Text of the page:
1850. 9 November. The family of Ephrum Woodard was enumerated in Cass County, Georgia.[1] The household consisted of Ephrum Woodard, age 39, farmer; Eliza Woodard, age 37; Washington Woodard, 17; Burbage Woodard, 16; Nancy E. Woodard, 13; Mary A. Woodard, 11; Eloner Woodard, 9; Franklin Woodard, 7; John W. Woodard, 4; Sarah Woodard, 1; and Abigail Kirthen[?]/Kirthland[?], 69. All family remembers were recorded with the birth place South Carolina. The family of Porter Dempsy, age 40 , ten family members (not enumerated here) were residing in the same structure.

1851. Ephraim Woodward of the 1056th Georgia Militia District, Gordon County, Georgia, paid taxes on 160 acres of land (80 acres 2nd quality and 80 acres 3rd quality) in the 6th District, 3rd Section of original. Cherokee County (now Gordon). In addition he paid a tax for 1 poll.[2]

1854. 20 November. Gordon County, Georgia[3]David G King sold to Ephraim Woodward, both of Gordon County, for consideration of one thousand dollars, the parcel of land situated in the sixth district, third section of Cherokee County (now Gordon County), known as lot 225 containing 160 acres more or less. The deed signed by David G King and witnessed by William Capehart and AB King

1854. E. Woodward of the 1056th Georgia Militia District of Gordon County, paid taxes on two tracts of land: 1) 160 areas described as lot 223 in the 6th District, 3rd Section; and 2) 60 acres of lot 225, 6th District, 3rd Section; and 1 poll. That same year W.K[?] Woodward paid taxes for 100 acres of lot 225, 6th District, 3rd Section, and 1 poll.[4] It appears that Ephraim gave or sold 100 of his 160-acre lot (#225) to W.K.

1860. An Ephraim Woodward and his family were enumerated in Sonora, Gordon County. [5] The household was enumerated as Ephraim Woodward, 46, farmer; Mary A. Woodward, 39, domestic; Mary Woodward, 21, domestic; Wesley Woodward, 14; Cassandra A. Woodward, 3; Frank P. Meadows, 7; and Penelope C. Meadows, 4. All family members, except Cassandra were born in South Carolina. The demographics of his family do not appear to match up with the family of Ephrum Woodard enumerated in Cass County in 1850.

[1] 1850 U.S. Census, Free Population Schedule, Cass County, Georgia, page 218, dwelling 1644, family 1661, lines 13-23; National Archives micropublication m432, reel 63, viewed on, 13 July 2011.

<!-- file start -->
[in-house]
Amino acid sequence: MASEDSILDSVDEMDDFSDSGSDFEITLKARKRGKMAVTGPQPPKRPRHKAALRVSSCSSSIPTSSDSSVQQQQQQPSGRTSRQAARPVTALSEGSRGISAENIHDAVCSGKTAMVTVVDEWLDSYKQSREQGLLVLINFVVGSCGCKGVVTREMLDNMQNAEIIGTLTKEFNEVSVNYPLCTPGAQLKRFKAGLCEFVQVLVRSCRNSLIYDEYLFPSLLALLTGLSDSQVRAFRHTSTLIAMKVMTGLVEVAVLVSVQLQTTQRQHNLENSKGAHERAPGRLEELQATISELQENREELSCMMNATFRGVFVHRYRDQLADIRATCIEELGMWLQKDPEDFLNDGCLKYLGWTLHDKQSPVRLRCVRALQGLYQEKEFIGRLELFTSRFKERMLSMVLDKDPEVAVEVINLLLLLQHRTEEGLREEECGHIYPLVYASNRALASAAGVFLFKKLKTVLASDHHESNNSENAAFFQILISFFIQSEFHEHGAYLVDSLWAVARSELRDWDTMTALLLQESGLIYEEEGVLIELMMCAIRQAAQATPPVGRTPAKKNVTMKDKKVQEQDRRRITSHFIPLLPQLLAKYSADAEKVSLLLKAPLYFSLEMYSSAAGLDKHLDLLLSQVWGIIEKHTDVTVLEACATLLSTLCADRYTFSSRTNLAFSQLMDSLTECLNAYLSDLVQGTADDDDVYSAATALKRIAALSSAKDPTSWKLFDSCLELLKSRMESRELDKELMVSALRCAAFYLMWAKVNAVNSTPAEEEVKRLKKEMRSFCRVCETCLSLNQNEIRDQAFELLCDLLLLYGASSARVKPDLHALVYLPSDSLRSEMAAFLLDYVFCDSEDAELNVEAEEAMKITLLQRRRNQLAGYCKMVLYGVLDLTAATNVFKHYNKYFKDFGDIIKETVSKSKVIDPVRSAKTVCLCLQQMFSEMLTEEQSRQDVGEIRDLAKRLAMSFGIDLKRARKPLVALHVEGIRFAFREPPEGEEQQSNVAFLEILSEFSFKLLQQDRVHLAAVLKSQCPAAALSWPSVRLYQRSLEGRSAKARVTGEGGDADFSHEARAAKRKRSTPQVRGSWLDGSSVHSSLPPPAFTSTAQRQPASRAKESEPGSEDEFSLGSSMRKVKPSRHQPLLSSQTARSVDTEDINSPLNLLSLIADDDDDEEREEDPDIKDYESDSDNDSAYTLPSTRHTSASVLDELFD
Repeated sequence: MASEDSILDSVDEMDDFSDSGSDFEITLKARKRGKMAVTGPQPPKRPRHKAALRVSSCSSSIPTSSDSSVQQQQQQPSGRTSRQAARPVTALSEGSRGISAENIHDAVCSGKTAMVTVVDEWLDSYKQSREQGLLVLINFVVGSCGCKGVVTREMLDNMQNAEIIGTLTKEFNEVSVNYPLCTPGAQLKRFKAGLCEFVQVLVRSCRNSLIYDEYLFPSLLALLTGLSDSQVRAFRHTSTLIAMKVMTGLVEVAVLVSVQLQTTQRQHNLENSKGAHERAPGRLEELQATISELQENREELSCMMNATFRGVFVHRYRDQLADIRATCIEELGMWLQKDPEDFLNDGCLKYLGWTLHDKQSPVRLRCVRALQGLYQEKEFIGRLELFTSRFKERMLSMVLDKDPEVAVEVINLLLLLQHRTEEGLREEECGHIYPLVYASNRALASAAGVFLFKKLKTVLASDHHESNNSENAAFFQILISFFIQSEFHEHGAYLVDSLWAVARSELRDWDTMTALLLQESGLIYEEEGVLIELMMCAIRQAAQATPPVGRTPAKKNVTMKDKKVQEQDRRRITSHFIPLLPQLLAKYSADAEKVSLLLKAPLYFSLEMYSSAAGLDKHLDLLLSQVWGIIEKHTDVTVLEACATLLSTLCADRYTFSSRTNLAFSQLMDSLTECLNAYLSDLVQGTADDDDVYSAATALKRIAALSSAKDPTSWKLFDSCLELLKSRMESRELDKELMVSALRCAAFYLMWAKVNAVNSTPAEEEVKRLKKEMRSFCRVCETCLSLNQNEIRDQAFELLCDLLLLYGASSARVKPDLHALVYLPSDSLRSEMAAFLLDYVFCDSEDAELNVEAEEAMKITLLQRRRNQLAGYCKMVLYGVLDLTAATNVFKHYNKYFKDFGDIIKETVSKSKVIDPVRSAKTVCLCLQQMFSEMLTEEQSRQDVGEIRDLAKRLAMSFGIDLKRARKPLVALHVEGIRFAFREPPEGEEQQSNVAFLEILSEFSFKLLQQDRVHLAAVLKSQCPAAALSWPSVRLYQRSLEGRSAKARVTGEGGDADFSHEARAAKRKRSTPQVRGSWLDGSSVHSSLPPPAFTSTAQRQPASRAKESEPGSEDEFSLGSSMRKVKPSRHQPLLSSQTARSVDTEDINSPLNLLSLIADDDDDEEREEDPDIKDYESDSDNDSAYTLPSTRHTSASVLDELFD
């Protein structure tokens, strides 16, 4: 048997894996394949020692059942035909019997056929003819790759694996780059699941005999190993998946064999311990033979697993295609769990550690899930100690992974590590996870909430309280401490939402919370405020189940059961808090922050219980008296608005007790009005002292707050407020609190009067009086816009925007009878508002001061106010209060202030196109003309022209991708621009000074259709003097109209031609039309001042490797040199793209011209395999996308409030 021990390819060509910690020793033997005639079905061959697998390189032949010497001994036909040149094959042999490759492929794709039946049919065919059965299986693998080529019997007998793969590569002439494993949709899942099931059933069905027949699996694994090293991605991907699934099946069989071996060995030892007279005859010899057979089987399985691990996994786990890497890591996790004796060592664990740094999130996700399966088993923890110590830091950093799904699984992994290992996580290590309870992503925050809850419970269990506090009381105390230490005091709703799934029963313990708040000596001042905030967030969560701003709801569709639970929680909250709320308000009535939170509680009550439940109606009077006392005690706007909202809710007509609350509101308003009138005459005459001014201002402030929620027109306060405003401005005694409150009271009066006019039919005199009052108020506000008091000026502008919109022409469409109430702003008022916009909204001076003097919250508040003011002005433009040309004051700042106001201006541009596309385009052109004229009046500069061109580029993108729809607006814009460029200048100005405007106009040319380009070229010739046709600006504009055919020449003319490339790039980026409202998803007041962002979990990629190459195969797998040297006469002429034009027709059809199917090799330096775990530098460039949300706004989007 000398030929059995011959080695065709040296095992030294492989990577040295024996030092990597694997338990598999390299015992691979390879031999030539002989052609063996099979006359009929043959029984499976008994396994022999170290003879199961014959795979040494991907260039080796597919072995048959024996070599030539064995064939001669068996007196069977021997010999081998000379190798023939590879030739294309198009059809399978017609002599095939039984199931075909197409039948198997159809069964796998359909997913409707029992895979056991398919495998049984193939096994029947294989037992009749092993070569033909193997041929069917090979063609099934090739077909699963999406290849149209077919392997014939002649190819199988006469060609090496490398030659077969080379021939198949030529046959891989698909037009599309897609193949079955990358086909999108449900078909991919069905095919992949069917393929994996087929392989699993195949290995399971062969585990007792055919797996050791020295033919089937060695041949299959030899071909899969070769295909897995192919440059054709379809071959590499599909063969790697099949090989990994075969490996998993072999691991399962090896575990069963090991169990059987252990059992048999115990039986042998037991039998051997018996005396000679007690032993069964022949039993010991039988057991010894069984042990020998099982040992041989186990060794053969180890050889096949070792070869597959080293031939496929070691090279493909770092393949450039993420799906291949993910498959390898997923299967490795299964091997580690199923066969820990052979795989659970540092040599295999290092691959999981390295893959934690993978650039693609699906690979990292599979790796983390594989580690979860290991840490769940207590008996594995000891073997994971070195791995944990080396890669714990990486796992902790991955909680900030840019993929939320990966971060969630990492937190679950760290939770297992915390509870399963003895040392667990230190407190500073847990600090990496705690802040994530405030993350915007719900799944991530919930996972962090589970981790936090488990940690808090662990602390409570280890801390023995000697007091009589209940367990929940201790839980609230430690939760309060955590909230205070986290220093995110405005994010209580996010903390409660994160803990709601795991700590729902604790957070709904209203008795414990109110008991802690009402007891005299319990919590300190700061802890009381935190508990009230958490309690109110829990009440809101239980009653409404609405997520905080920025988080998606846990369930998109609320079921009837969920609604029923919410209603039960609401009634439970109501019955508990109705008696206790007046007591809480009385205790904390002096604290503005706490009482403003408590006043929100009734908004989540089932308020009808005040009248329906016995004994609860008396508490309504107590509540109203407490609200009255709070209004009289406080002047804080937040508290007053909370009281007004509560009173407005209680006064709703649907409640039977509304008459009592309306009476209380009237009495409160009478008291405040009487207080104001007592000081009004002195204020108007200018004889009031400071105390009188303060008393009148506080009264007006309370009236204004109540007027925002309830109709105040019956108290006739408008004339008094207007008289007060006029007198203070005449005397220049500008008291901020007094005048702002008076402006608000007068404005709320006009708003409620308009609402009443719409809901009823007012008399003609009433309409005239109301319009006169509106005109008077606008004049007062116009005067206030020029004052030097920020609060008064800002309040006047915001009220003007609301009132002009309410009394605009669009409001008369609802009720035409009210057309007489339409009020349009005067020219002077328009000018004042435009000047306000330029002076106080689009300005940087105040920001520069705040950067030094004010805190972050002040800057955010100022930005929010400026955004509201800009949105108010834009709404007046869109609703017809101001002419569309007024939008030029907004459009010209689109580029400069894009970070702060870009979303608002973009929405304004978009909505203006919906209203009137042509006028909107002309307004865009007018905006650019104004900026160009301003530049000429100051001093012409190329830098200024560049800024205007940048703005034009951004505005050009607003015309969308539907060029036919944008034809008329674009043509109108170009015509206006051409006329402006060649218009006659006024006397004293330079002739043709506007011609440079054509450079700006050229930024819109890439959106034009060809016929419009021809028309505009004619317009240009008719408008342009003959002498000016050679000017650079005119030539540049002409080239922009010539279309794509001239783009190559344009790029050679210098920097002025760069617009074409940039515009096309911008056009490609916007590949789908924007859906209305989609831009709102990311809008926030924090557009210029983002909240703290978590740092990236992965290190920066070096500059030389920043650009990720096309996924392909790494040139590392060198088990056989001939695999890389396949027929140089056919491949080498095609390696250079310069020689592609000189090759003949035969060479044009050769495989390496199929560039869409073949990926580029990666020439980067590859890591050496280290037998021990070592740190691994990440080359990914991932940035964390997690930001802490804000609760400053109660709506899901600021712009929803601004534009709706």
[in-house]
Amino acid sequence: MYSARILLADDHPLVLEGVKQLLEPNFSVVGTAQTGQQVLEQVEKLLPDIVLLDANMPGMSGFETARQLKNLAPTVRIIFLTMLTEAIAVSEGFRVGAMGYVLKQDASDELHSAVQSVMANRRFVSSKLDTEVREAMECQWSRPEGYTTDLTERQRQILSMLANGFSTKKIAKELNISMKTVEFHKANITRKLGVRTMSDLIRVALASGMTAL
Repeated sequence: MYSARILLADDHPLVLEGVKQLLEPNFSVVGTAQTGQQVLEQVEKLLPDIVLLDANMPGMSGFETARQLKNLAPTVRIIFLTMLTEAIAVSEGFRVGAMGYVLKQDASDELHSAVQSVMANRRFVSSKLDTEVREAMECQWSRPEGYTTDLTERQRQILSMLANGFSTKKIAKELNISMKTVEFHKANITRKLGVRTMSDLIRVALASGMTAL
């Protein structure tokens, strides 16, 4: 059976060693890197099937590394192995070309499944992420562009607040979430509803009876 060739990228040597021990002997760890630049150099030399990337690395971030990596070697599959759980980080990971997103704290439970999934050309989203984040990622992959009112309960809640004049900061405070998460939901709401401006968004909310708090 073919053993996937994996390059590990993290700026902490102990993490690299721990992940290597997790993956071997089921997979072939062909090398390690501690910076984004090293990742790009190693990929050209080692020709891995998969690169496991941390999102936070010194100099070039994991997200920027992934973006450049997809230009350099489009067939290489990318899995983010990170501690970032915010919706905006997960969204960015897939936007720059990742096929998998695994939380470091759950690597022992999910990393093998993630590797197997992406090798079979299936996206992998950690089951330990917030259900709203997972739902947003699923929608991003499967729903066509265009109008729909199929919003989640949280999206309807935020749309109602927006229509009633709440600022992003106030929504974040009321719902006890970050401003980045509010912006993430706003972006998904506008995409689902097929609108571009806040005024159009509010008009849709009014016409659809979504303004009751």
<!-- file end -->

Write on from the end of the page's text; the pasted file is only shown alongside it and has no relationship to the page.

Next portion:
[2] Gordon County, Georgia Tax Digest 1851; Georgia Archives micropublication 4836-37 (drawer 136, box 55). Abstracted by Linda Woodward Geiger, 14 July 1997.

[3] Gordon Co., Ga., Deed Book B: 561; Georgia Archives microfilm 4839 (drawer 136, box 60). Scanned and prepared by Linda Woodward Geiger, 8 July 2011.

[4] Gordon County, Georgia, Tax Digest, 1854. Georgia Archives micropublication 4836-37 (drawer 136, box 55). Abstracted by Linda Woodward Geiger, 14 July 1997.

[5] 1860 U.S. Census, Free Population Schedule, Sonora, Gordon County, Georgia, page 310, dwelling 454, family 437; National Archives micropublication M653, reel 124, viewed at, 13 July 2011.

© Linda Woodward Geiger. All Rights Reserved.

Military Monday: VA Headstones, 1941–1949

May 30th, 2011


John M. Woodward

National Archives micropubliation M2113 holds applications for military headstone fro 1941–1949. Microfilm images for Woodards (reel 273) and Woodwards (reel 274) were scanned at the National Archives in Washington in March 2011. The images are now available Online at the Woodwards WeSearch website.

© Linda Woodward Geiger. All Rights Reserved.

Wordless Wednesday: West Woodard Headright

May 25th, 2011

Source: West Woodard, Loose Headright Warrant, 3 December 1804, Burke  County, Georgia; Georgia Archives manuscript collection.

© Linda Woodward Geiger. All Rights Reserved.


Old Man’s Draft Images Posted

May 23rd, 2011

The first peacetime selective service draft in the United States was established in October 1940 by President Roosevelt. All men between the ages of 18 and 45 were required to register.

When the U.S. entered World War II, a new selective service act was passed requiring all men between ages of 18 and 65. The “Fourth Registration,” conducted on 27 April is commonly called the “Old Man’s Draft.” Men who were born between 28 April 1877 and 16 February 1897 (ages 45 to 64 years of age) were required to register if they were not already serving in the military.

Unfortunately all of the registration cards for the “Fourth Registration” have not survived. Those for the Southeastern United States have been destroyed. For other regions of the United States many have survived and are generally located in the National Archives regional facility servicing a particular state. Fortunately, many of the cards have been microfilmed.

The following images were scanned from microfilm at the National Archives at Washington.

  • Delaware, National Archives micropublictaion M1936, reel 10
  • Maryland, National Archives micropublication M1939, reel 65
  • Massachusetts, National Archives micropublictaion M2090, reel 164
  • New Hampshire, National Archives micropublication M1963 reel 19


© Linda Woodward Geiger. All Rights Reserved.



McLendon Vs Woodward

May 22nd, 2011

Genealogists and family historians frequently overlook Court records. Finding aids are rare, making the task extremely time consuming. The search can be streamlined when researchers make use of law libraries. Unfortunately, law libraries don’t always provide a warm and fuzzy feeling. As a consequence it is important to become familiar with some of the types of books that will lead users to court records. Family disputes generally provide wonderful genealogical data.

Law libraries contain a large variety of resources including federal code and acts of Congress; state codes and session laws; case reporters; digests; and legal periodicals and indexes. It is common for the library to emphasis a particular geographical region and their collection will not contain every volume for every state. Some state archives will also have state code, digests, and reports for that particular location.

Work  in law libraries is enhanced when one has access to any of the following Online databases: WestlawPro, LexisNexis, and HeinOnline.